• Battle of the Alamo

    Battle of the Alamo
    The Battle of the Alamo happened when a group of Texan rebels defending the Alamo were defeated by Mexico's army. Americans heard about the battle and flocked to Texas to join the remaining rebels (the Alamo were used as propaganda to get Americans to join the rebel cause). Mexicans were depicted as violent and cruel, and Americans rallied together to defeat them. This would eventually lead to the Mexican-American war and the annexation of Texas.
  • Panic of 1837

    Panic of 1837
    This economic depression destroyed the U.S. economy due to the British's economic issues. When they limited their economic output, it caused cotton prices to plummet and forced some Americans to withdraw gold. This caused credit to collapse entirely, and caused prices and wages to fall tremendously. Additionally, it caused unemployment rates to increase as people weren't getting paid enough. The depression was blamed on the Democrats, destroying Van Buren's reputation.
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    Martin Van Buren (Democrat)

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    John Tyler (Whig)

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    William Henry Harrison (Whig)

  • Election of 1844

    Election of 1844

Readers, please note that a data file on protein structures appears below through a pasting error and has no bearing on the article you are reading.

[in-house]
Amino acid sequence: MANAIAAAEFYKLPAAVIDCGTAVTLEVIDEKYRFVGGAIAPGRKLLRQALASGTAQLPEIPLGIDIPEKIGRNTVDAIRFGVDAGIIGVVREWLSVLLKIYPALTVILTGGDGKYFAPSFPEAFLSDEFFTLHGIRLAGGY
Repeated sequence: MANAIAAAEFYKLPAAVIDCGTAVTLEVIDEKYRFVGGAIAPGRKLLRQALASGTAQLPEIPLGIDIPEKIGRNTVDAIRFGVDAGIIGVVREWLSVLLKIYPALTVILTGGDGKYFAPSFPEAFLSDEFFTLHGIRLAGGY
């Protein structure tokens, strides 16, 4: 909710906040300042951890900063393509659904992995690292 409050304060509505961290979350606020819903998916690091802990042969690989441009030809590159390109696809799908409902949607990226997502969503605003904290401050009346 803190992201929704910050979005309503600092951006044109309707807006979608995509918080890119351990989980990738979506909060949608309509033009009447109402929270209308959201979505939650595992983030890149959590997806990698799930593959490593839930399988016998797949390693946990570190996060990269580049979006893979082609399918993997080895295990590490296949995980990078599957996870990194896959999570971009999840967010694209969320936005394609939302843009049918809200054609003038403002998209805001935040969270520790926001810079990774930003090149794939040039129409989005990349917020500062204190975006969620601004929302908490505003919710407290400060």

The election between James K. Polk and Henry Clay was all about westward expansion. Polk and his supporters believed in the annexation of Texas and Manifest Destiny, as well as the Oregon Trail. Polk was able to use the idea of improving America through expansion to his advantage, enabling him to narrowly beat Clay. Texas was quickly admitted as a state, and people were excited to start moving their lives westward.
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    James K. Polk (Democrat)

  • Seneca Falls Convention

    Seneca Falls Convention
    Women's suffrage increased in popularity as more people realized the plight of women in America. Organized by Lucretia Mott and Elizabeth Cady Stanton, the Seneca Falls Convention was the first women's rights convention held in the U.S. They drafted the Declaration of Sentiments that called for higher education, property rights, divorce availability, and voting rights for women. Even though many dismissed the convention, talk about women's rights spread throughout the country.
  • Treaty of Guadelupe Hidalgo

    Treaty of Guadelupe Hidalgo